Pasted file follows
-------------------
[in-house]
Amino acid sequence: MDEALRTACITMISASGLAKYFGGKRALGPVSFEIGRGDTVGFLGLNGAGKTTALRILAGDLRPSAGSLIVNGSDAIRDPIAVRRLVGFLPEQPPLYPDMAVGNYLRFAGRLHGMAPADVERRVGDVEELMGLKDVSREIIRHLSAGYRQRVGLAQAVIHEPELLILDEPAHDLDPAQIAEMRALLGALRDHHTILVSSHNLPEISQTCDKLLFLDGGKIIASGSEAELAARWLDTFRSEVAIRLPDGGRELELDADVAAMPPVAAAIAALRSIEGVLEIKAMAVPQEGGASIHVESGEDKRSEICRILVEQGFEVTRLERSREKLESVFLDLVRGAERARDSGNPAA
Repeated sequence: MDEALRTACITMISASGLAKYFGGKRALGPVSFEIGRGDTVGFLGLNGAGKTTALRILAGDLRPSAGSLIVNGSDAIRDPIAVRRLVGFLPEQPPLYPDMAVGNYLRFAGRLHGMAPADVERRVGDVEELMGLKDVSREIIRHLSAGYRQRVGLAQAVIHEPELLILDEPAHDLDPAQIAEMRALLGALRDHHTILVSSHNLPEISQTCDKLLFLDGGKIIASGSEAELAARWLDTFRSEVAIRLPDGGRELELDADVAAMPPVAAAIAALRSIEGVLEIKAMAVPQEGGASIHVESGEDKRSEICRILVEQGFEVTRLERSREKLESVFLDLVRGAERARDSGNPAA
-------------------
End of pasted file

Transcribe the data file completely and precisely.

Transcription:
[in-house]
Amino acid sequence: MDEALRTACITMISASGLAKYFGGKRALGPVSFEIGRGDTVGFLGLNGAGKTTALRILAGDLRPSAGSLIVNGSDAIRDPIAVRRLVGFLPEQPPLYPDMAVGNYLRFAGRLHGMAPADVERRVGDVEELMGLKDVSREIIRHLSAGYRQRVGLAQAVIHEPELLILDEPAHDLDPAQIAEMRALLGALRDHHTILVSSHNLPEISQTCDKLLFLDGGKIIASGSEAELAARWLDTFRSEVAIRLPDGGRELELDADVAAMPPVAAAIAALRSIEGVLEIKAMAVPQEGGASIHVESGEDKRSEICRILVEQGFEVTRLERSREKLESVFLDLVRGAERARDSGNPAA
Repeated sequence: MDEALRTACITMISASGLAKYFGGKRALGPVSFEIGRGDTVGFLGLNGAGKTTALRILAGDLRPSAGSLIVNGSDAIRDPIAVRRLVGFLPEQPPLYPDMAVGNYLRFAGRLHGMAPADVERRVGDVEELMGLKDVSREIIRHLSAGYRQRVGLAQAVIHEPELLILDEPAHDLDPAQIAEMRALLGALRDHHTILVSSHNLPEISQTCDKLLFLDGGKIIASGSEAELAARWLDTFRSEVAIRLPDGGRELELDADVAAMPPVAAAIAALRSIEGVLEIKAMAVPQEGGASIHVESGEDKRSEICRILVEQGFEVTRLERSREKLESVFLDLVRGAERARDSGNPAA